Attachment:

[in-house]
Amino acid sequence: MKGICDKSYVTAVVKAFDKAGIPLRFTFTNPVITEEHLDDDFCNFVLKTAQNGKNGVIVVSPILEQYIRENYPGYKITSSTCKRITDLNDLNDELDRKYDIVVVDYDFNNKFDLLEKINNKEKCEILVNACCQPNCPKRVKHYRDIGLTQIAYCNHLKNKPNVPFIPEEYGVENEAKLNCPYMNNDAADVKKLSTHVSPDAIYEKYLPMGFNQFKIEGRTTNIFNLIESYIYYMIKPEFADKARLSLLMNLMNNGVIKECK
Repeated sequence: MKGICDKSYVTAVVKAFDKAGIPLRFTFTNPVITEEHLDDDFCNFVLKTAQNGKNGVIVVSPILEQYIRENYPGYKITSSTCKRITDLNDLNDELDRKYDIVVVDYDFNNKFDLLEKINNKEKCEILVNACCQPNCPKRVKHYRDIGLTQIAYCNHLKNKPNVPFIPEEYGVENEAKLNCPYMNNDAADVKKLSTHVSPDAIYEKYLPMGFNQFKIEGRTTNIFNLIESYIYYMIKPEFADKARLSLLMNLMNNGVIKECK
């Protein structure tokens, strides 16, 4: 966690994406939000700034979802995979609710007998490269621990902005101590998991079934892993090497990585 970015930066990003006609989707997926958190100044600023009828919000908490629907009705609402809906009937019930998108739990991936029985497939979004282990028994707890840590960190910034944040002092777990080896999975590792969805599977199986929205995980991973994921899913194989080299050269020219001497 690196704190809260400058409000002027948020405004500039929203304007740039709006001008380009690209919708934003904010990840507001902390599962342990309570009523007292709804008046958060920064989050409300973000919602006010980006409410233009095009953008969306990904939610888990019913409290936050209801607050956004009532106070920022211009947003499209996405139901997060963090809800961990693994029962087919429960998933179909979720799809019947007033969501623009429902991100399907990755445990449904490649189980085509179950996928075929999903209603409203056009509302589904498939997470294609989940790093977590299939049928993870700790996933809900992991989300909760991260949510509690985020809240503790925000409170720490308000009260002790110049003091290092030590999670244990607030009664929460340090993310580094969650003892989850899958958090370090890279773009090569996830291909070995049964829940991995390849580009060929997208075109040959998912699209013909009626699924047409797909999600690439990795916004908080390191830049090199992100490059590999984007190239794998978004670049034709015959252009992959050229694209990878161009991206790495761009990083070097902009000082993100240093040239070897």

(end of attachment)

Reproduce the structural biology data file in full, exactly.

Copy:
[in-house]
Amino acid sequence: MKGICDKSYVTAVVKAFDKAGIPLRFTFTNPVITEEHLDDDFCNFVLKTAQNGKNGVIVVSPILEQYIRENYPGYKITSSTCKRITDLNDLNDELDRKYDIVVVDYDFNNKFDLLEKINNKEKCEILVNACCQPNCPKRVKHYRDIGLTQIAYCNHLKNKPNVPFIPEEYGVENEAKLNCPYMNNDAADVKKLSTHVSPDAIYEKYLPMGFNQFKIEGRTTNIFNLIESYIYYMIKPEFADKARLSLLMNLMNNGVIKECK
Repeated sequence: MKGICDKSYVTAVVKAFDKAGIPLRFTFTNPVITEEHLDDDFCNFVLKTAQNGKNGVIVVSPILEQYIRENYPGYKITSSTCKRITDLNDLNDELDRKYDIVVVDYDFNNKFDLLEKINNKEKCEILVNACCQPNCPKRVKHYRDIGLTQIAYCNHLKNKPNVPFIPEEYGVENEAKLNCPYMNNDAADVKKLSTHVSPDAIYEKYLPMGFNQFKIEGRTTNIFNLIESYIYYMIKPEFADKARLSLLMNLMNNGVIKECK
């Protein structure tokens, strides 16, 4: 966690994406939000700034979802995979609710007998490269621990902005101590998991079934892993090497990585 970015930066990003006609989707997926958190100044600023009828919000908490629907009705609402809906009937019930998108739990991936029985497939979004282990028994707890840590960190910034944040002092777990080896999975590792969805599977199986929205995980991973994921899913194989080299050269020219001497 690196704190809260400058409000002027948020405004500039929203304007740039709006001008380009690209919708934003904010990840507001902390599962342990309570009523007292709804008046958060920064989050409300973000919602006010980006409410233009095009953008969306990904939610888990019913409290936050209801607050956004009532106070920022211009947003499209996405139901997060963090809800961990693994029962087919429960998933179909979720799809019947007033969501623009429902991100399907990755445990449904490649189980085509179950996928075929999903209603409203056009509302589904498939997470294609989940790093977590299939049928993870700790996933809900992991989300909760991260949510509690985020809240503790925000409170720490308000009260002790110049003091290092030590999670244990607030009664929460340090993310580094969650003892989850899958958090370090890279773009090569996830291909070995049964829940991995390849580009060929997208075109040959998912699209013909009626699924047409797909999600690439990795916004908080390191830049090199992100490059590999984007190239794998978004670049034709015959252009992959050229694209990878161009991206790495761009990083070097902009000082993100240093040239070897």